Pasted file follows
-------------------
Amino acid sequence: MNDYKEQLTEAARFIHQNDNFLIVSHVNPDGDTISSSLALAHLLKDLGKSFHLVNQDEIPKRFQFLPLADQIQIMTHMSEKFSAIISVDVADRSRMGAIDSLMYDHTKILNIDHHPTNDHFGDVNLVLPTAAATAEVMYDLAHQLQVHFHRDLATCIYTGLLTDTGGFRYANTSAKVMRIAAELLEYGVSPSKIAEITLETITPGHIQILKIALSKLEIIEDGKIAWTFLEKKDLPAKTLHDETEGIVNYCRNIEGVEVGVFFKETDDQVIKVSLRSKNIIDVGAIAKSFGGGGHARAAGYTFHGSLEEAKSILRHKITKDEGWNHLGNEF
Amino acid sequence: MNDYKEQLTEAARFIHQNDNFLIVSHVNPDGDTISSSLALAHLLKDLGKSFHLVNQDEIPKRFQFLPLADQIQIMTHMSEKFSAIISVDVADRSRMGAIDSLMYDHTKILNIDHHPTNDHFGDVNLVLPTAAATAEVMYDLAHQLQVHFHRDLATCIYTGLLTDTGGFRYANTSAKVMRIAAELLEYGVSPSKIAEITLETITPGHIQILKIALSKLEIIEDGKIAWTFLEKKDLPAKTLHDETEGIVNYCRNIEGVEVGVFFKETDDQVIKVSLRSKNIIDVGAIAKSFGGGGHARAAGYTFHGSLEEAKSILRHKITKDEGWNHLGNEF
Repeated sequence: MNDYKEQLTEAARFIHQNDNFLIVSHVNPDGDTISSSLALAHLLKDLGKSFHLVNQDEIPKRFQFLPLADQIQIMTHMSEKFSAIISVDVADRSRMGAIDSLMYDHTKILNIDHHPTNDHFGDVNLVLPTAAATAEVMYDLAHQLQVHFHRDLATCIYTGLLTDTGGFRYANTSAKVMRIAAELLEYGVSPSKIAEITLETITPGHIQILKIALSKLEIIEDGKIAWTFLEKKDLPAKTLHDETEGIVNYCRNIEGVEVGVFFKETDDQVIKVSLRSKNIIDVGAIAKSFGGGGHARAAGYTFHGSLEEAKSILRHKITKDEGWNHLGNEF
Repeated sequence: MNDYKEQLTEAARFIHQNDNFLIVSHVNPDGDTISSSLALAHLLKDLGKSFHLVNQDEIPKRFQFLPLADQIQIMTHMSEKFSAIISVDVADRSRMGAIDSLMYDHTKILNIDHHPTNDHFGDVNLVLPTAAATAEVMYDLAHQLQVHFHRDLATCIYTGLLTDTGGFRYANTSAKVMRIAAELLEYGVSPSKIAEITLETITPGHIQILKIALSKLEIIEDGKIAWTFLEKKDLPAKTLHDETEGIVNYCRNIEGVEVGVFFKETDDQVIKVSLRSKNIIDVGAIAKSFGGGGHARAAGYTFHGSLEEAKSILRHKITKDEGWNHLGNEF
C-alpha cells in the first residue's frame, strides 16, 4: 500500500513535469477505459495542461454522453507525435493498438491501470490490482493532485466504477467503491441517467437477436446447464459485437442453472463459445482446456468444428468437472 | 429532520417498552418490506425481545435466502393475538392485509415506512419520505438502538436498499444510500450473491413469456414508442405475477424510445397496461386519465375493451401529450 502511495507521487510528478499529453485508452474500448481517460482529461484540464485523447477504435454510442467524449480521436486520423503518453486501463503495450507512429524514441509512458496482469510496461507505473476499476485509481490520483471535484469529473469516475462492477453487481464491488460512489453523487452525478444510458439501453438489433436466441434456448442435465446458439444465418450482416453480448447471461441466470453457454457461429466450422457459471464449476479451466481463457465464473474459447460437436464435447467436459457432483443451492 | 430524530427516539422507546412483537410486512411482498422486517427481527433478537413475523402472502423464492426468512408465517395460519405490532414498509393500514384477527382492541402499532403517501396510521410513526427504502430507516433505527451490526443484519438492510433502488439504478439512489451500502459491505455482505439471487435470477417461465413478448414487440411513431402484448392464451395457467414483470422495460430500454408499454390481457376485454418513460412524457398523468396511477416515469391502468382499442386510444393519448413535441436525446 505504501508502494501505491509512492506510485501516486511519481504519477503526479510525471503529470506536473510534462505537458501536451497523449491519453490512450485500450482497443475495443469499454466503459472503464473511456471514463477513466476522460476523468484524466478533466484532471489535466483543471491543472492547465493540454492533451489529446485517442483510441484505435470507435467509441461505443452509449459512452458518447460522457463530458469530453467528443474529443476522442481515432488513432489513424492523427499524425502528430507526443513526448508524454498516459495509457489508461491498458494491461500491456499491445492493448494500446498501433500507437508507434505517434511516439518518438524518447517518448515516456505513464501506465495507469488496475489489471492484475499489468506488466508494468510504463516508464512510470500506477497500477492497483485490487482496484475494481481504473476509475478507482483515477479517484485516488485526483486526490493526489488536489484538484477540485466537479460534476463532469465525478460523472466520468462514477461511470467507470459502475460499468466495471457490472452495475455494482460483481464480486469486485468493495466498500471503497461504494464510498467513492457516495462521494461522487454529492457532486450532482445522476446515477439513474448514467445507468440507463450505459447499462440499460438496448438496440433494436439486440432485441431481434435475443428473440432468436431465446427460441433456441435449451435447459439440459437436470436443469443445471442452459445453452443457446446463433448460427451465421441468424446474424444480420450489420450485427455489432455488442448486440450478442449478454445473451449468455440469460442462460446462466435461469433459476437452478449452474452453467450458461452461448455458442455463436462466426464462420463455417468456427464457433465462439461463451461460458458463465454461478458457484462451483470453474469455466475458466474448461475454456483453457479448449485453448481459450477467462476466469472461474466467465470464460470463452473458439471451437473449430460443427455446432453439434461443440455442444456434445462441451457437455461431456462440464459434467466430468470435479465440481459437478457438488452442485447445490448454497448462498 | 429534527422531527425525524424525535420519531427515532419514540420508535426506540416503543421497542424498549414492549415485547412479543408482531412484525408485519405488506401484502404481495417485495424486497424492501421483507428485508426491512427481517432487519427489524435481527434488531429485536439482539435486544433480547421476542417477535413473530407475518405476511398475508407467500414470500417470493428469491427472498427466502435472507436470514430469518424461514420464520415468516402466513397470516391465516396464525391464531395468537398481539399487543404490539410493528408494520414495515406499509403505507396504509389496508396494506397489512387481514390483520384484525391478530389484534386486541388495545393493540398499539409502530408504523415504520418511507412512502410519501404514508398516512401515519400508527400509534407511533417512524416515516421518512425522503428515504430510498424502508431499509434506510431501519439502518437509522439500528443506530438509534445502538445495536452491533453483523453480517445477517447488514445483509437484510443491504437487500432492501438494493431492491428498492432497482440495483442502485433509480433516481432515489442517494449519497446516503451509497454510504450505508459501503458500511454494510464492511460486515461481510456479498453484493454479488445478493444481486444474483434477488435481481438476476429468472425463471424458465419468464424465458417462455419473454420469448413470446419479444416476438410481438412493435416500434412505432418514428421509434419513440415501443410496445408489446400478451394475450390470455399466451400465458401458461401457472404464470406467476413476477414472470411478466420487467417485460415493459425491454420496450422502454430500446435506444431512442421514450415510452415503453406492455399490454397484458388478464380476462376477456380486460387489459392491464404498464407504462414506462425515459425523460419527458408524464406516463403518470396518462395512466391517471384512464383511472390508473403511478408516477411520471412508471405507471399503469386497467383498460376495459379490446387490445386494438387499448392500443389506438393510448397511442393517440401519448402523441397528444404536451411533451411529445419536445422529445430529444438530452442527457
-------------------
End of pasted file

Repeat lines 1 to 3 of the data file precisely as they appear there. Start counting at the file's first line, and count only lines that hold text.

Amino acid sequence: MNDYKEQLTEAARFIHQNDNFLIVSHVNPDGDTISSSLALAHLLKDLGKSFHLVNQDEIPKRFQFLPLADQIQIMTHMSEKFSAIISVDVADRSRMGAIDSLMYDHTKILNIDHHPTNDHFGDVNLVLPTAAATAEVMYDLAHQLQVHFHRDLATCIYTGLLTDTGGFRYANTSAKVMRIAAELLEYGVSPSKIAEITLETITPGHIQILKIALSKLEIIEDGKIAWTFLEKKDLPAKTLHDETEGIVNYCRNIEGVEVGVFFKETDDQVIKVSLRSKNIIDVGAIAKSFGGGGHARAAGYTFHGSLEEAKSILRHKITKDEGWNHLGNEF
Amino acid sequence: MNDYKEQLTEAARFIHQNDNFLIVSHVNPDGDTISSSLALAHLLKDLGKSFHLVNQDEIPKRFQFLPLADQIQIMTHMSEKFSAIISVDVADRSRMGAIDSLMYDHTKILNIDHHPTNDHFGDVNLVLPTAAATAEVMYDLAHQLQVHFHRDLATCIYTGLLTDTGGFRYANTSAKVMRIAAELLEYGVSPSKIAEITLETITPGHIQILKIALSKLEIIEDGKIAWTFLEKKDLPAKTLHDETEGIVNYCRNIEGVEVGVFFKETDDQVIKVSLRSKNIIDVGAIAKSFGGGGHARAAGYTFHGSLEEAKSILRHKITKDEGWNHLGNEF
Repeated sequence: MNDYKEQLTEAARFIHQNDNFLIVSHVNPDGDTISSSLALAHLLKDLGKSFHLVNQDEIPKRFQFLPLADQIQIMTHMSEKFSAIISVDVADRSRMGAIDSLMYDHTKILNIDHHPTNDHFGDVNLVLPTAAATAEVMYDLAHQLQVHFHRDLATCIYTGLLTDTGGFRYANTSAKVMRIAAELLEYGVSPSKIAEITLETITPGHIQILKIALSKLEIIEDGKIAWTFLEKKDLPAKTLHDETEGIVNYCRNIEGVEVGVFFKETDDQVIKVSLRSKNIIDVGAIAKSFGGGGHARAAGYTFHGSLEEAKSILRHKITKDEGWNHLGNEF